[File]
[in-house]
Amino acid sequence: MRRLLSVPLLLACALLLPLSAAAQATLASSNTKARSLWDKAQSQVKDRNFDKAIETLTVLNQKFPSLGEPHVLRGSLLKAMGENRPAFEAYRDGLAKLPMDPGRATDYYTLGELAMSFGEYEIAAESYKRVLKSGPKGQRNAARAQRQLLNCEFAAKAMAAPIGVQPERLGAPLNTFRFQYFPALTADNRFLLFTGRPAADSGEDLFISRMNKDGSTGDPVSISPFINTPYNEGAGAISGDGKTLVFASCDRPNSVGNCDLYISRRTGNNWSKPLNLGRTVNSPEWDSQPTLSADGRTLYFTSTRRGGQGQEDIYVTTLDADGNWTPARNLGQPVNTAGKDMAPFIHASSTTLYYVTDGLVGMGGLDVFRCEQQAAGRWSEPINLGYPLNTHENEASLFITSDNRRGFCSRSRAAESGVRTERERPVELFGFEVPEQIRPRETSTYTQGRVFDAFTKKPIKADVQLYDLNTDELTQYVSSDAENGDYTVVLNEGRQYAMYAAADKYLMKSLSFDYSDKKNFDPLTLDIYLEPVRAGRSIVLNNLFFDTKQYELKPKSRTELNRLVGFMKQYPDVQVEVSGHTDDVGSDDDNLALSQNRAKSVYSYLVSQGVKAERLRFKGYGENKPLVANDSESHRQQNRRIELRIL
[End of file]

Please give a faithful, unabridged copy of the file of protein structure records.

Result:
[in-house]
Amino acid sequence: MRRLLSVPLLLACALLLPLSAAAQATLASSNTKARSLWDKAQSQVKDRNFDKAIETLTVLNQKFPSLGEPHVLRGSLLKAMGENRPAFEAYRDGLAKLPMDPGRATDYYTLGELAMSFGEYEIAAESYKRVLKSGPKGQRNAARAQRQLLNCEFAAKAMAAPIGVQPERLGAPLNTFRFQYFPALTADNRFLLFTGRPAADSGEDLFISRMNKDGSTGDPVSISPFINTPYNEGAGAISGDGKTLVFASCDRPNSVGNCDLYISRRTGNNWSKPLNLGRTVNSPEWDSQPTLSADGRTLYFTSTRRGGQGQEDIYVTTLDADGNWTPARNLGQPVNTAGKDMAPFIHASSTTLYYVTDGLVGMGGLDVFRCEQQAAGRWSEPINLGYPLNTHENEASLFITSDNRRGFCSRSRAAESGVRTERERPVELFGFEVPEQIRPRETSTYTQGRVFDAFTKKPIKADVQLYDLNTDELTQYVSSDAENGDYTVVLNEGRQYAMYAAADKYLMKSLSFDYSDKKNFDPLTLDIYLEPVRAGRSIVLNNLFFDTKQYELKPKSRTELNRLVGFMKQYPDVQVEVSGHTDDVGSDDDNLALSQNRAKSVYSYLVSQGVKAERLRFKGYGENKPLVANDSESHRQQNRRIELRIL